How Millennials are Changing Commuting

Check out these charts to see how millennials are changing commuting — and why it is so important that the Pike District become walkable, bikeable, and transit-oriented.

  • In 2015, Millennials became the largest and most diverse generation in America.

  • Millennials will shape our workforce for decades to come, composing 75% of the workforce in 2025.

  • Millennials more often indicate a moderate or strong preference for living in car-optional locations


  • Millennials also more often indicate walkable and transit friendly neighborhoods are important to them.

  • As Millennials have entered the workforce, the number of bike and pedestrian commuters in the Washington, DC area have risen by 12,648 from 2000 to 2012.

Read more here.

Updates From the Great MoCo Bike Summit

We attended the Great MoCo Bike Summit on Saturday. About 70 people attend the event, with about half that decided to join the community bike ride from Silver Spring along the Capital Crescent trail to the Jane E. Lawton Recreational Center in Bethesda. The event began with an introduction from Councilmember Hans Riemer. Riemer discussed that the essential parts of boosting biking culture will be to bring changes to the urban areas throughout the county, to major commuter routes, and to create recreational areas that are conducive to biking.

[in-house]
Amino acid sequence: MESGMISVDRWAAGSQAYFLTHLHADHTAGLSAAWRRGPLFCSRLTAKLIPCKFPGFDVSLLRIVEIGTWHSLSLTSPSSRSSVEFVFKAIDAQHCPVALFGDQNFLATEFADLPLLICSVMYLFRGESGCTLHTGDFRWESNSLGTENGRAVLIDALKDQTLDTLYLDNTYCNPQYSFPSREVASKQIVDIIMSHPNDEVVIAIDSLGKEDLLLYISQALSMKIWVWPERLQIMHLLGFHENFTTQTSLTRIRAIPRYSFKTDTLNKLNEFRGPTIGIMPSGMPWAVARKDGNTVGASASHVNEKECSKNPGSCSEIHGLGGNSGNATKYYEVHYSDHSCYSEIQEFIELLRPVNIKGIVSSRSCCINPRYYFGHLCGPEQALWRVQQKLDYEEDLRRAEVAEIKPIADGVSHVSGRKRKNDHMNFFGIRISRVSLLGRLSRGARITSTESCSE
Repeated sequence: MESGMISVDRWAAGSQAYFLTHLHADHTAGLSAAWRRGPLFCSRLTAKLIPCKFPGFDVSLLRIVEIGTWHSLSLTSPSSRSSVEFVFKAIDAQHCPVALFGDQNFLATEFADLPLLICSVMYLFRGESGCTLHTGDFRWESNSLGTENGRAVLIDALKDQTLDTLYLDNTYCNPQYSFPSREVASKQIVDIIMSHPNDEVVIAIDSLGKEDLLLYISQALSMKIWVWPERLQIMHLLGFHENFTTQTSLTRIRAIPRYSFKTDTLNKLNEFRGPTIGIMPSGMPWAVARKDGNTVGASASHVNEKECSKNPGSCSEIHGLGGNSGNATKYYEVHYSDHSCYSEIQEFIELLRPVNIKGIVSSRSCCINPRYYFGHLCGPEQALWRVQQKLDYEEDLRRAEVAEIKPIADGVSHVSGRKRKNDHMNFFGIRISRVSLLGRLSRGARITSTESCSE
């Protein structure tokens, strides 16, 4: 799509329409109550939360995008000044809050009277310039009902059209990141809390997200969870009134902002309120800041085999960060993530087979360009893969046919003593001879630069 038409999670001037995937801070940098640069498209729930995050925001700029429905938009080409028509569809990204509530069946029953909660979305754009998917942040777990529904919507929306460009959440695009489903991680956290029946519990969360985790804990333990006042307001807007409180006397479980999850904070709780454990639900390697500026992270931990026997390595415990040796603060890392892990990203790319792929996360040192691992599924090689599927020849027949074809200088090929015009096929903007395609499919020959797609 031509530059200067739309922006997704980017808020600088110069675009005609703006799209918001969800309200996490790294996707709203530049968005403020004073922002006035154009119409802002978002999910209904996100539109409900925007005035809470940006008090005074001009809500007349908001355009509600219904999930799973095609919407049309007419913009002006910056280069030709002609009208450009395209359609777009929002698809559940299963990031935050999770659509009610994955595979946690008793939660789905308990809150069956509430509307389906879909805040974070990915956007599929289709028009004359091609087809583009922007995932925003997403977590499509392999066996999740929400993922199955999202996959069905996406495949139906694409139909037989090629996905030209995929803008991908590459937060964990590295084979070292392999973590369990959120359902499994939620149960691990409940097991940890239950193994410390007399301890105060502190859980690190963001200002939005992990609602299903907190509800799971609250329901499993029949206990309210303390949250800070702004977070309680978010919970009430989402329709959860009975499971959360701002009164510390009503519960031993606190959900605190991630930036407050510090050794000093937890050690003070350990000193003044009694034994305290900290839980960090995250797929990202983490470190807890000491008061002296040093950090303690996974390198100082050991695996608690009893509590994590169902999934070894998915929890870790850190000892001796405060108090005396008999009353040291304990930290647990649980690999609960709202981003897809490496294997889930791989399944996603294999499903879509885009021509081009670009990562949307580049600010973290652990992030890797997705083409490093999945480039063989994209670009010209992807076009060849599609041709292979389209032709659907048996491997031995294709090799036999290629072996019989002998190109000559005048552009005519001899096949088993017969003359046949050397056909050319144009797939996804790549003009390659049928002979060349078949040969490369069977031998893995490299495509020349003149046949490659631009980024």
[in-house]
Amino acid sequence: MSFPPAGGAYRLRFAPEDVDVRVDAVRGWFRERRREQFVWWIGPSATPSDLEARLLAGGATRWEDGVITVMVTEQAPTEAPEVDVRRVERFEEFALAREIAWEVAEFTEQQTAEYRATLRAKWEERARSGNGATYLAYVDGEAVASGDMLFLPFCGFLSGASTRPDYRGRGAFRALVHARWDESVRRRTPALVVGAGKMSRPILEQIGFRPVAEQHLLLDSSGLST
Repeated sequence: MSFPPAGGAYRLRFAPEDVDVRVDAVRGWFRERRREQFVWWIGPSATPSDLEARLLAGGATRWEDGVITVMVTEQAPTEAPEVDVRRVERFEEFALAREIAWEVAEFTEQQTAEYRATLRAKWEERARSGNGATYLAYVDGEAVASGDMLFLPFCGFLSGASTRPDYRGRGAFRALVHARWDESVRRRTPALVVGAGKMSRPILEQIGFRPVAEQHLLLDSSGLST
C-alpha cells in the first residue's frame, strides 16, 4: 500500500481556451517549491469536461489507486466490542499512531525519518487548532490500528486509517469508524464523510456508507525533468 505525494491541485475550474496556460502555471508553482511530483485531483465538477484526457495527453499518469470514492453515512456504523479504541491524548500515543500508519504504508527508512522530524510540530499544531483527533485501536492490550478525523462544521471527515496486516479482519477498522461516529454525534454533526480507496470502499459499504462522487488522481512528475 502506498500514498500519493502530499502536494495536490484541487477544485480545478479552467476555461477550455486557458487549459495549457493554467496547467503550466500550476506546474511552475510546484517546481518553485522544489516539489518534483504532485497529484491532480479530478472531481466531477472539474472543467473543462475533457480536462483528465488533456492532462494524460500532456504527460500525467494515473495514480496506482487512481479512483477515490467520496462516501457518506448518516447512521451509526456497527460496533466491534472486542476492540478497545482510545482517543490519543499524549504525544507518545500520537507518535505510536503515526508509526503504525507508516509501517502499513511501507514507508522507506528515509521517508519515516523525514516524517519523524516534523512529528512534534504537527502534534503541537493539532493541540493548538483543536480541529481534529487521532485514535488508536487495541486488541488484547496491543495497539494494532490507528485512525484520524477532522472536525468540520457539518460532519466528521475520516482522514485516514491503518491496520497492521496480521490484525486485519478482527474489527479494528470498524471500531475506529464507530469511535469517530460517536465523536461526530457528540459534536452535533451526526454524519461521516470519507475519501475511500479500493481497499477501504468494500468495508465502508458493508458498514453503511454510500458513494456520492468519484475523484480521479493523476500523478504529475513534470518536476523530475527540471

Shane Farthing, from Washington Area Bicyclist Association (WABA), discussed the types of people that policymakers and enthusiastic bikers should try to reach out to in the community. WABA found that 11,700 Montgomery County residents are biking supporters, people who have expressed interest in some of WABA’s programming. There are four types of individuals related to biking: no way, no how; interested but concerned; enthusiastic and willing; and fearless and strong. To boost biking in the county, we need to reach the 60% of the population that fall in the interested but concerned category. These people may have not considered biking, are not safe biking, do not feel safe biking, or do not feel comfortable biking. The first few steps in changing resident’s behaviors is to provide them with information and to get them to question their current routines that may involve vehicle transportation. Then safety concerns need to be address, including perceived safety. Essentially, to boost bike culture means we need to be able to change our lifestyle, our routines.

Dave Anspacher, from Maryland National Capital Park and Planning Commission (M-NCPPC), discussed the more policy side of boosting biking culture in the county. The county received a grant from the Council of Governments to complete a Network Connectivity Study that studies the level of traffic stress experienced in certain areas.  The county is able to see areas where connecting islands of safe bike routes or walking routes need to be connected in the future. The pilot study was a part of the Bethesda Downtown Plan. The next step the county needs to take is to update the County Bikeway Plan, which was last updated in 2005.

Pat Shepherd, the Bikeways Coordinator for MCDOT, discussed that the county is focusing on implementing buffered bike lanes and cycle tracks currently. These are what residents have asked for. Fred Lees, Traffic Engineer, also discussed the resurfacing of streets that is taking place creating bike lanes (such as the Marinelli Road proposed bike lanes).